Of the threetop-ranked teams on the Coast, Washington would appear to be the strongest andhave the best chance of going to the Rose Bowl. The Huskies are so quick andtough they demoralize the opposition. The line averages only 208 pounds, but itis led by 235-pound Ray Mansfield who fights like a wounded grizzly bear. Thereare half a dozen shifty backs on the team, the neatest of whom is CharlieMitchell. But good as Washington is, it is hard to imagine the team finishingthe season undefeated, for there are too many good teams on the Coast. OregonState, for instance, with the remarkable Terry Baker at quarterback, almostupset Washington last week. A touchdown run by Mitchell with less than threeminutes to play saved the game 14-13. Both USC and UCLA, with their stoutdefenses, will be hard to get past. USC appears to have the better offense,with two fine quarterbacks in Pete Beathard and Bill Nelson, but UCLA cancounter with Kermit Alexander, the best all-round back in the West. EvenOregon, paced by the fast and rugged Mel Renfro, showed in its performancesagainst Rice and Texas that it is capable of giving Washington a scare. Thereare, in fact, no soft touches on the West Coast.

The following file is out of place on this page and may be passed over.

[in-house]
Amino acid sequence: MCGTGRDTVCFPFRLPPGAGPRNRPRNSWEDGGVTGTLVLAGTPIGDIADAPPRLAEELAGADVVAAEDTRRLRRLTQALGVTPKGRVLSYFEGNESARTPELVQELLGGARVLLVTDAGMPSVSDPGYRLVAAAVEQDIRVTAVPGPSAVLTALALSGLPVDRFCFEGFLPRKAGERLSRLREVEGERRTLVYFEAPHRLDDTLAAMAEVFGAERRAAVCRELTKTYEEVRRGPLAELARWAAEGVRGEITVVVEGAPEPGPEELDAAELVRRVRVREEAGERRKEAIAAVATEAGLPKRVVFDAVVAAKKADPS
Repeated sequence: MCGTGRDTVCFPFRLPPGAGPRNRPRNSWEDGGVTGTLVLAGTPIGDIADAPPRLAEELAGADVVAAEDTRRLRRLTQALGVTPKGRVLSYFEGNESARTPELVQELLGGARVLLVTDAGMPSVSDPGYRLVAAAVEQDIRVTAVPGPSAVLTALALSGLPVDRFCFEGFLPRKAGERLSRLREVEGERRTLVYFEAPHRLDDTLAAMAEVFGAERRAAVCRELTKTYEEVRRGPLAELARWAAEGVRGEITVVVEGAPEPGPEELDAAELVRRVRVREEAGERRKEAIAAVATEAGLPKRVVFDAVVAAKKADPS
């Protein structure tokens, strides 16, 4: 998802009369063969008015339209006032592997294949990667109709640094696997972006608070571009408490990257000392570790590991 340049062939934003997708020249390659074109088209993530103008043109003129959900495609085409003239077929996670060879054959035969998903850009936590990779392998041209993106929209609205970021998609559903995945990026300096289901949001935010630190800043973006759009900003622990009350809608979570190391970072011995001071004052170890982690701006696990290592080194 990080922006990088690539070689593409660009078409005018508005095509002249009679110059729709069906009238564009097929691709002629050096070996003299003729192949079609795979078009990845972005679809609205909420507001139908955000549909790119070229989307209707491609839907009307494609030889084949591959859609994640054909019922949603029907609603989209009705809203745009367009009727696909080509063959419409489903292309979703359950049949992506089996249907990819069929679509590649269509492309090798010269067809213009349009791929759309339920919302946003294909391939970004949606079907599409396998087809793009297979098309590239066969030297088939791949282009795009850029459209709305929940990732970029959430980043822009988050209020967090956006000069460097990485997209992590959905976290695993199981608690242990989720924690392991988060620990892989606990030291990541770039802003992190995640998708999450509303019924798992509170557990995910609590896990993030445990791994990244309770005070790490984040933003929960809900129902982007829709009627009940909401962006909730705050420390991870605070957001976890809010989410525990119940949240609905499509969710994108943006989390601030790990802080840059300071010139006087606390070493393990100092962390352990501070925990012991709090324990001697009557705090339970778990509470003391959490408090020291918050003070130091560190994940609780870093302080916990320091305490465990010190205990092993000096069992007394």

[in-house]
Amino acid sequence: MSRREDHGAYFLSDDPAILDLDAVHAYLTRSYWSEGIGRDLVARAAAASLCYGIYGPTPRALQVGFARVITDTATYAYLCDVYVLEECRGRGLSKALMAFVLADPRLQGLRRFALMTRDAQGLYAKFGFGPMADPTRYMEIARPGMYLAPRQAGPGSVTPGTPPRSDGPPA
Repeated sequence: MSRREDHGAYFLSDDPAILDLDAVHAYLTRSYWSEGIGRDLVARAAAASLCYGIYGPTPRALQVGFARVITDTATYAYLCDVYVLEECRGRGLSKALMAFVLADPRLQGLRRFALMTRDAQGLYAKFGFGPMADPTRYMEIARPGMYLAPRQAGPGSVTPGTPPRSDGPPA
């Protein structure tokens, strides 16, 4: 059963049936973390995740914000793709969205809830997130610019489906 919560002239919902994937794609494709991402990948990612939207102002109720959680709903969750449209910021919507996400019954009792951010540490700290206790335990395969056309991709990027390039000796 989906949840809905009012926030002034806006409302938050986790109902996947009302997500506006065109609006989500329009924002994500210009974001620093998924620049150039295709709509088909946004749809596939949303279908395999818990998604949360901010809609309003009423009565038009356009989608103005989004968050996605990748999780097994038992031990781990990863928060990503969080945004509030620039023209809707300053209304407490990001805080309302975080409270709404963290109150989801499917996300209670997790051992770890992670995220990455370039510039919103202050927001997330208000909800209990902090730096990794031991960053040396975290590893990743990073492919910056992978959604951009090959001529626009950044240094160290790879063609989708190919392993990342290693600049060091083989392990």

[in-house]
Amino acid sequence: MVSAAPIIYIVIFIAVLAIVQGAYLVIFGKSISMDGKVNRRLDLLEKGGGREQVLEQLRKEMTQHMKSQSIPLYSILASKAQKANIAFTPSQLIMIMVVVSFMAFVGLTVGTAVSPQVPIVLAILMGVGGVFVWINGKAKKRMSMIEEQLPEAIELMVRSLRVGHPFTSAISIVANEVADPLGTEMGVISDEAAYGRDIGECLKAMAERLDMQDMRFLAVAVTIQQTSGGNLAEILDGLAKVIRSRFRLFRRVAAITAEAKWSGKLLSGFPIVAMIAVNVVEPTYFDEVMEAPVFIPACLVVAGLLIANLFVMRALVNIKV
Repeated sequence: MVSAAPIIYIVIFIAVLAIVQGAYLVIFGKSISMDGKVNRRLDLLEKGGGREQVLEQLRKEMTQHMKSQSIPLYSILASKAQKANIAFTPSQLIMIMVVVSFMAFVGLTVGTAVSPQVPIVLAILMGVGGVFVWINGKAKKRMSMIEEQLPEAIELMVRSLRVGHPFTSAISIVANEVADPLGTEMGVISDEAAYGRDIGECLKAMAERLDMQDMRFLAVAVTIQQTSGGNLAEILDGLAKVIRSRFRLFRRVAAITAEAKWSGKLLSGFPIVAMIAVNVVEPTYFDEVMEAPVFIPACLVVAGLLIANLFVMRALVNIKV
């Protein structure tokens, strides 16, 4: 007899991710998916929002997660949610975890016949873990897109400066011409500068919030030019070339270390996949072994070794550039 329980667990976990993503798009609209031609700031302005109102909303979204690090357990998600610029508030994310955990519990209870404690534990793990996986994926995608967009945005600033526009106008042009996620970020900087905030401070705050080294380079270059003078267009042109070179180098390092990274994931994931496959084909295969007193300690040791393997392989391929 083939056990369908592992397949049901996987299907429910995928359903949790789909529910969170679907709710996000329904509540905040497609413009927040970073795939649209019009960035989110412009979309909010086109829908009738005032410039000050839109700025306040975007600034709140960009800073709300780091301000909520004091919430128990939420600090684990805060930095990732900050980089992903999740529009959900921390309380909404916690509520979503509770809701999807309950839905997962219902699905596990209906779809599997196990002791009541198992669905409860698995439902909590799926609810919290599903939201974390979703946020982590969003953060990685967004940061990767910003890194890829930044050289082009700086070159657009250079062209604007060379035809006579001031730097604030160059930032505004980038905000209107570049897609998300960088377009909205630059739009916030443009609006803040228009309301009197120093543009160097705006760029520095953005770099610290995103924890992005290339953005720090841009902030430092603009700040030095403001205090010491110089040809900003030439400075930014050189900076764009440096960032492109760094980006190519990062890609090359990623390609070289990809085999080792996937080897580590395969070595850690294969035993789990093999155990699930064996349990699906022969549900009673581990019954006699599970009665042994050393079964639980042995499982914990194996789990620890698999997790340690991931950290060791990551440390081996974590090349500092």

The rise of theWest Coast as a football power can be accounted for in a number of ways—nonemore important than the influence of Jim Owens, the 35-year-old coach of theWashington Huskies. It is Owens who shapes the football thinking on the WestCoast. He favors rangy, fast linemen, and now there are rangy, fast linemenfrom Washington State to USC. He stresses conditioning, and the others havefollowed suit. UCLA had Ohio State's tongue hanging out in the fourth quarter,a rare trick.

"Everyone onthe Coast looks up to Washington and Owens," says Marshall Shirk, a 1961all-conference tackle at UCLA. "The other schools try to copy the thingsWashington does."

Owens is notparticularly surprised by the West Coast successes this season, regarding themsimply as the natural result of long hours and sweat.

"We're doingthe same things at Washington we've done for years," he says. "We'veusually had a good record here, but there have always been a couple of weakteams. Now all the teams are tough. I suppose it's conference pride more thananything else."